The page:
I believe Productivity v3.0 will correct this by relegating productivity to its proper place: as one of many tools in the toolbox we can use to manage the holistic picture of our lives. Life is bigger than work, every area of our lives is worth our attention, but productivity is not the right tool for each one. Do you really want to optimize and make your family relationships efficient? Your dating life? Your spiritual walk? We're not robots or machines, and you are not a factory. We must stop thinking about every aspect of life as such.

Defining the Future of Work

There's already been a radical revolution in the way we approach work, and that's how we've all been thrown into remote work as a result of the pandemic. But not everyone has experienced the best that this new future of work has to offer. Many companies tried to bring their office culture into a digital space, and this is why we have extremely weird features arriving in collaboration software like Microsoft Teams' room view.

This is too much, Microsoft.

Work doesn't have to look the way it has for the last 10 years, or even 50 years. Companies are starting to explore what a fully asynchronous, flexible, as-meetingless-as-possible culture can look like. Discourse does this (where I work), and it's made immeasurable changes to my overall health, well-being, and perspective. I have the freedom to work when, where, and how I want to, including being able to see my family during the day, take care of myself, or incorporate leisurely activities.  

The point here is we can start to see work as part of a bigger, more holistic picture of our lives, versus this compartmentalized, segmented place we go to make money. I believe Productivity v3.0 will aim to help businesses find a way to empower individual employees to live healthier holistic lives and work together well. A major ramification of this is the reduction of workplace burnout. I recently gave a conference talk about this exact subject, and I believe it's inherently beneficial to all knowledge workers if we change our work culture to be more flexible and asynchronous. People want to work, but let have their lives back in the process.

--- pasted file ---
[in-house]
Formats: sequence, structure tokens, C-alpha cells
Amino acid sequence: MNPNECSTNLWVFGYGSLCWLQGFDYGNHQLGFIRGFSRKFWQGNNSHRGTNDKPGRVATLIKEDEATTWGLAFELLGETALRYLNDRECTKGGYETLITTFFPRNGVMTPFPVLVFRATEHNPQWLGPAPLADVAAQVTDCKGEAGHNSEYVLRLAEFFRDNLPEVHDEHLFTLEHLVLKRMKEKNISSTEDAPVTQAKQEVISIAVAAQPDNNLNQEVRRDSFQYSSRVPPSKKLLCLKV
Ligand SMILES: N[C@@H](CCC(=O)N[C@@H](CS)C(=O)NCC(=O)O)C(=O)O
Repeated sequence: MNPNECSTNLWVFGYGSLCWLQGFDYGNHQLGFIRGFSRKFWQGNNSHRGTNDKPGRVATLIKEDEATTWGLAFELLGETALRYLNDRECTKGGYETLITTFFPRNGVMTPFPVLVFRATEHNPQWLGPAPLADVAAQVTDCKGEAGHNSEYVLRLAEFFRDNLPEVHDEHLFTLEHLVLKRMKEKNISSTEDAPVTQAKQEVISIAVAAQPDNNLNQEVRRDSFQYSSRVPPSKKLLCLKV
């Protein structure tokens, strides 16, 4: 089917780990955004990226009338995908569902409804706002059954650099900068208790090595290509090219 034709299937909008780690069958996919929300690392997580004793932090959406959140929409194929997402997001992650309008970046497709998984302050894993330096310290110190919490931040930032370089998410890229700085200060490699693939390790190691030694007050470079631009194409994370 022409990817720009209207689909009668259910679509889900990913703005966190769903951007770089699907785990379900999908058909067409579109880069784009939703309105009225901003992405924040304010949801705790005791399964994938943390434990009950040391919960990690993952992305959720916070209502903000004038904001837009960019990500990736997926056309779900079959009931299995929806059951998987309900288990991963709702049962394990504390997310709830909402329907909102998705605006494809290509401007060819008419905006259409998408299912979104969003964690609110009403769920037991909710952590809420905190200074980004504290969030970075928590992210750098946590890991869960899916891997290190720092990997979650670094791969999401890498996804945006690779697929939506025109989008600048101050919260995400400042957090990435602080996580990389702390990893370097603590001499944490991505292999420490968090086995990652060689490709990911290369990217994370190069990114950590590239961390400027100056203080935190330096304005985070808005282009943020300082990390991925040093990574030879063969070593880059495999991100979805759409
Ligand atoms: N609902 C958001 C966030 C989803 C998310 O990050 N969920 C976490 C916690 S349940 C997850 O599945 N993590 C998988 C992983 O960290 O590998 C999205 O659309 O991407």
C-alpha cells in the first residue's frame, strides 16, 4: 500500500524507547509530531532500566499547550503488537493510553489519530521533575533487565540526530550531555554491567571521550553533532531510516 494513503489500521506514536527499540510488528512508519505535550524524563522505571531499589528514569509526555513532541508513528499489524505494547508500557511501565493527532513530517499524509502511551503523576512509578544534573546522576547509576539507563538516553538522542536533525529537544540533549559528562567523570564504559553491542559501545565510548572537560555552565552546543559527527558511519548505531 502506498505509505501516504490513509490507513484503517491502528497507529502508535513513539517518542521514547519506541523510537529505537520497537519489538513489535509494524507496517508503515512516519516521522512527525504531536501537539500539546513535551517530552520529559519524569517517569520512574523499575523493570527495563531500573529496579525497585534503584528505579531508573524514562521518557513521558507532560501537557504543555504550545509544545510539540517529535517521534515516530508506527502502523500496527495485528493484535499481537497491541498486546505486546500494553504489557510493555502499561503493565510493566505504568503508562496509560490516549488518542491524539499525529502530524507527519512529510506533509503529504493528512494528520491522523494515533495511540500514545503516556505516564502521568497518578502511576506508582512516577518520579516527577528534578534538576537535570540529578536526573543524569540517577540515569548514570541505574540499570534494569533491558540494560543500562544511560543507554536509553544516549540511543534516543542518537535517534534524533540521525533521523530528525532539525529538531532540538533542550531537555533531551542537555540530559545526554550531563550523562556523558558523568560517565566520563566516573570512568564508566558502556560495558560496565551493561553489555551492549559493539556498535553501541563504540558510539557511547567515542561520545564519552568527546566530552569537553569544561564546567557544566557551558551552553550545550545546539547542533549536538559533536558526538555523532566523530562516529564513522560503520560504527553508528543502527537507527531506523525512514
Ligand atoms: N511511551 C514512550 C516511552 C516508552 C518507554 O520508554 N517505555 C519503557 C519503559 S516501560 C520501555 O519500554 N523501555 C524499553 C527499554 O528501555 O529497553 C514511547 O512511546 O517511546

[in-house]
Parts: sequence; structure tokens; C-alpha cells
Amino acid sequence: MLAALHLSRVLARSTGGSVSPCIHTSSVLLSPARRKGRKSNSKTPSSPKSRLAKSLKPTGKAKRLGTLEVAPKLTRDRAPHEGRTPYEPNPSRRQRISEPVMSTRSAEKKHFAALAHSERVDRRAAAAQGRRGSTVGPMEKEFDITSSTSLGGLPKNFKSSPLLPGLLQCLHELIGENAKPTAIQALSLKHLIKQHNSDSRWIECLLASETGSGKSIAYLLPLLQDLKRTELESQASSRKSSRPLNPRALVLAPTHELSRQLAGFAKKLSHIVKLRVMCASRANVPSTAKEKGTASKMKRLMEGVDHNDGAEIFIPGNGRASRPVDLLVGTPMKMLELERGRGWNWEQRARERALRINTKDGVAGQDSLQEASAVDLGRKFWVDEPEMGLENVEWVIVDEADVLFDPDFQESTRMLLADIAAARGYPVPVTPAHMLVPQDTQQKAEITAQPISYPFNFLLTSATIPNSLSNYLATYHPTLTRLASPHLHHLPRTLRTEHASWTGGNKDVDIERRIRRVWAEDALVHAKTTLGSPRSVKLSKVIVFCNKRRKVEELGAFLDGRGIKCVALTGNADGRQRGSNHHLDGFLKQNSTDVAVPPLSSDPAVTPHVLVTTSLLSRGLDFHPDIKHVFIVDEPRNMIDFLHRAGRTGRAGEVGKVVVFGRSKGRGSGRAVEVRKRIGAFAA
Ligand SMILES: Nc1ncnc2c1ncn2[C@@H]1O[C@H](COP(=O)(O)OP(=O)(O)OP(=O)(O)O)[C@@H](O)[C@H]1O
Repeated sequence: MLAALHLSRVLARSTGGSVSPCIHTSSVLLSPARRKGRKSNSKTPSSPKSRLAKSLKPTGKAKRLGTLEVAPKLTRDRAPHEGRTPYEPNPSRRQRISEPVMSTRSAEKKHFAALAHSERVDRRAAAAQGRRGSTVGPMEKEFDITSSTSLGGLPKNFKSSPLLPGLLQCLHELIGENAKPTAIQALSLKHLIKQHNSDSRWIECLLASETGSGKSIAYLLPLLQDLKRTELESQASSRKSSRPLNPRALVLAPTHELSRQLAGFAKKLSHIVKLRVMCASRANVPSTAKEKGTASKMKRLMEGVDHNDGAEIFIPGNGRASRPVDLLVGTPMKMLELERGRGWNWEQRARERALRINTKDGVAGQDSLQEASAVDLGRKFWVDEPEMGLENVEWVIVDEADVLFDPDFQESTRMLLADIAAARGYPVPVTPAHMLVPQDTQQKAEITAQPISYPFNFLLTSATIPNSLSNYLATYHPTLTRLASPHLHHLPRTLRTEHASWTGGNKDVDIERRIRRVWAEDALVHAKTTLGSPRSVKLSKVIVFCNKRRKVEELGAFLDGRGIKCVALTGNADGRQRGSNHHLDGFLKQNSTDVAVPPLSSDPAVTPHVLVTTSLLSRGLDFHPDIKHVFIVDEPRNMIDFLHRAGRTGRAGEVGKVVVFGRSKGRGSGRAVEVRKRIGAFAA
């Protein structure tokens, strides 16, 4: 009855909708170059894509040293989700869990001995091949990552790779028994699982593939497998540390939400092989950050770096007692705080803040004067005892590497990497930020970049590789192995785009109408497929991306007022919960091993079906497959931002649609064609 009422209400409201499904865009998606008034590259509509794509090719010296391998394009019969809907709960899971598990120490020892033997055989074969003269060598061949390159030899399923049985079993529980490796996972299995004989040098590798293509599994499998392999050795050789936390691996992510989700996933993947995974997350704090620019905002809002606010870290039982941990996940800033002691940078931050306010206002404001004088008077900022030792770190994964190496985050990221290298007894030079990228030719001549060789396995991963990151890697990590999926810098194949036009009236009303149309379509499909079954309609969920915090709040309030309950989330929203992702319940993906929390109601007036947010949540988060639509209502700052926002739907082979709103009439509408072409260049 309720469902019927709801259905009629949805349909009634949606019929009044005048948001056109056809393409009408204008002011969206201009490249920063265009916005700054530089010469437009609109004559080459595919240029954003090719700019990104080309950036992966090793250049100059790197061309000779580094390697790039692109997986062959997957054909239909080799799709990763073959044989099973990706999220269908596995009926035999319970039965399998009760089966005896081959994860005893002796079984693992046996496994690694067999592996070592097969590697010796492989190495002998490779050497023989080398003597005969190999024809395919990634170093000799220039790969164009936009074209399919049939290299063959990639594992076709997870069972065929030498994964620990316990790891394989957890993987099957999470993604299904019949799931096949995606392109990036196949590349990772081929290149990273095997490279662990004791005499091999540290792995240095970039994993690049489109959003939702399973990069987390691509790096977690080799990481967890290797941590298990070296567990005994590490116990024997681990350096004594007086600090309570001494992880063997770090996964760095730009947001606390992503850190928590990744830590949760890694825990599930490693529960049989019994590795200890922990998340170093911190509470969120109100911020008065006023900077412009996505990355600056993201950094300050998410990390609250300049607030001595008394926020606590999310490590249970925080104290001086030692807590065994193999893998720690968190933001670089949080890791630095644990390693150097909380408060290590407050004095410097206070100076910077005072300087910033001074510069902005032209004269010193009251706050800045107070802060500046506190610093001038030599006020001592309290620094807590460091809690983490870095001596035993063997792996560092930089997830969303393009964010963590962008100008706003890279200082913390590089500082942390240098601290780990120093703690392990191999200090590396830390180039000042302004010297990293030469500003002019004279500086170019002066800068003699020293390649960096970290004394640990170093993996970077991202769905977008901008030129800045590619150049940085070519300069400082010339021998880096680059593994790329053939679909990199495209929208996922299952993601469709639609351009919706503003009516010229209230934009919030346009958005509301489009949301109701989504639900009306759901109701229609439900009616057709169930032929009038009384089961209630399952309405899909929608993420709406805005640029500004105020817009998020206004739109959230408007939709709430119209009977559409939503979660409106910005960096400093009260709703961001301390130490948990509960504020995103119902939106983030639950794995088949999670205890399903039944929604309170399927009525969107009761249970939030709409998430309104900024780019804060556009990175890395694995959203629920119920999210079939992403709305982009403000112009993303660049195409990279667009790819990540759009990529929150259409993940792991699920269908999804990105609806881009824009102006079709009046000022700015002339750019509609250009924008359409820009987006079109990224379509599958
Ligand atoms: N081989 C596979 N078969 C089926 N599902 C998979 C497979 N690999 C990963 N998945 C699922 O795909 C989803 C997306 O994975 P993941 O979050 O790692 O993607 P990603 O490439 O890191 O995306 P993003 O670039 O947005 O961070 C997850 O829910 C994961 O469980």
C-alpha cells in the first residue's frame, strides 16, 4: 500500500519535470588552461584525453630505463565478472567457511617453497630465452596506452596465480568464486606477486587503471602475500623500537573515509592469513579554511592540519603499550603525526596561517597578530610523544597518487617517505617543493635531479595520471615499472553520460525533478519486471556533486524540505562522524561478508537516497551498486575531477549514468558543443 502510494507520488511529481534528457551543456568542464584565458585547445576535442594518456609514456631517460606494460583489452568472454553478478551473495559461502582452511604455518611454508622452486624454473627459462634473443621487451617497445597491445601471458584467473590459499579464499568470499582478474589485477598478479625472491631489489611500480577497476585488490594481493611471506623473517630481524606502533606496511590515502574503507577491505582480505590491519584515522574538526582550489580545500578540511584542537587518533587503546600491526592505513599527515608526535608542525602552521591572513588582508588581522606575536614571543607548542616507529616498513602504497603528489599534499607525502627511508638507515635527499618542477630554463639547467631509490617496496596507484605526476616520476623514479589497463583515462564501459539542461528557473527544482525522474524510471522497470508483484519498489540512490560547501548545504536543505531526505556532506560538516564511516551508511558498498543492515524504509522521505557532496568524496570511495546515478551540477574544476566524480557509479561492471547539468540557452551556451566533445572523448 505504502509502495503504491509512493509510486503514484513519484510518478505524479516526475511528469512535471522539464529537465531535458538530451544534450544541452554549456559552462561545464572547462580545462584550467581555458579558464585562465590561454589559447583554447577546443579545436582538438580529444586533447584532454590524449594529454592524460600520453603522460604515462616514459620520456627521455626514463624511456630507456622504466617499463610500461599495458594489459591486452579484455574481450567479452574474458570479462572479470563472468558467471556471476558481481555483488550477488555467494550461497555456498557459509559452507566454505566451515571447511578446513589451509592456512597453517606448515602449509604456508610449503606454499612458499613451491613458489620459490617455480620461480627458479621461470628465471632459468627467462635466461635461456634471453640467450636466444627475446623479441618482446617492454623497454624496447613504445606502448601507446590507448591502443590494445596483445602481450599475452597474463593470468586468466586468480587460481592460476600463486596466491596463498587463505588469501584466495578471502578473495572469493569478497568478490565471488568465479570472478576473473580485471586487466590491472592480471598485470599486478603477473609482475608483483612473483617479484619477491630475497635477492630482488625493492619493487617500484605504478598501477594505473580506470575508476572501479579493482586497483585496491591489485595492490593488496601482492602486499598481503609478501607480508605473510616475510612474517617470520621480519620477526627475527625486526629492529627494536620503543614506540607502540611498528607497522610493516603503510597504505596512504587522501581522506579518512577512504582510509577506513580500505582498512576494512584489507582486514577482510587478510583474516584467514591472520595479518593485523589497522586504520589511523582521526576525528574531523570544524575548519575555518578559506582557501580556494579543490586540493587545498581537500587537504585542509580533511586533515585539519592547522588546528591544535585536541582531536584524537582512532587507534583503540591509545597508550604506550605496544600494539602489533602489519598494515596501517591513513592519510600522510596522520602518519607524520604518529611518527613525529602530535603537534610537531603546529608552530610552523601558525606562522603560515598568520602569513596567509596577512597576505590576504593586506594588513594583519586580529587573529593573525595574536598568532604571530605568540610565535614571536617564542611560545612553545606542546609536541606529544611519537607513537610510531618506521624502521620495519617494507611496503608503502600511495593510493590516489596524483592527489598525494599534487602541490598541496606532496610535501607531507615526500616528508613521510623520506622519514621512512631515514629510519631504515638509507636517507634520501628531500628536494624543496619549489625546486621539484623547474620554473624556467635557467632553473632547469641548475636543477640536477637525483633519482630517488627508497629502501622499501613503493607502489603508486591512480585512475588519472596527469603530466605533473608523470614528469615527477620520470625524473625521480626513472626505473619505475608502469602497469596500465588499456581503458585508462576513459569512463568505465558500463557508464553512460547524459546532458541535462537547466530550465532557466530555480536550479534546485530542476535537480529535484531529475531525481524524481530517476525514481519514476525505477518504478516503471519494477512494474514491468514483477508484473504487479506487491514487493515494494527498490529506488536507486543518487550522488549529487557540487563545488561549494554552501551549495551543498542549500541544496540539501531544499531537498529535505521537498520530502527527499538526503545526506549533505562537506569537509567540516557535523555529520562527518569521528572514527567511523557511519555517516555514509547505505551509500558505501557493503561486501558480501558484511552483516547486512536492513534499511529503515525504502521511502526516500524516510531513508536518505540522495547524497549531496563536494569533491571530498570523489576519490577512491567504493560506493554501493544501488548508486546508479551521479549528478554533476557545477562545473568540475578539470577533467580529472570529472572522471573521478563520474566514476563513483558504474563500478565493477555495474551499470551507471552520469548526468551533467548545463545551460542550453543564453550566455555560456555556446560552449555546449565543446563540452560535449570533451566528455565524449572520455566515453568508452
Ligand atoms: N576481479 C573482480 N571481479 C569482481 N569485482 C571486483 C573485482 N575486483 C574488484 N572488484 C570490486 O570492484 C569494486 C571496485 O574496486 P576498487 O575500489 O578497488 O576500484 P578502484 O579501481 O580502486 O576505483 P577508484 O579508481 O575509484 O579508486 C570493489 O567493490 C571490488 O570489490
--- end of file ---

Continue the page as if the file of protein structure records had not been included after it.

Knowledge Management

The last major pillar of Productivity v3.0 has to do with creative output. v2.0 primarily dealt with to-dos and how to manage them, but as the complexity, creativity, and competitiveness of knowledge work increases over time, we need systems and tools to help us not only manage actions, but develop ideas we can turn into reality.

The rise in tools like Roam Research and Obsidian over the last year or so is evidence of the demand for such systems. Many of our action items and goals are tied to big picture concepts, creative ideas, and plain ol' stuff we need to research. Traditional tooling and mindsets around task management and note taking haven't handled this big picture to day-to-day transition well, or they've focused too much on being useful to academia to be useful in a business setting.  In Productivity v3.0, I believe traditional systems and ideas like GTD will get subsumed by personal knowledge management processes on a personal level. At a business level, the future of remote, asynchronous work requires managing team knowledge so people can do their jobs without having others available at a moment's notice (which, consequently, prevents them from being productive by allowing non-stop interruptions).

The Next Phase

I'm curious – have you caught rumblings of similar feelings in the work and productivity world? What are you thinking about in relation to this? I'd love to hear – send me a note at desk@justindirose.com.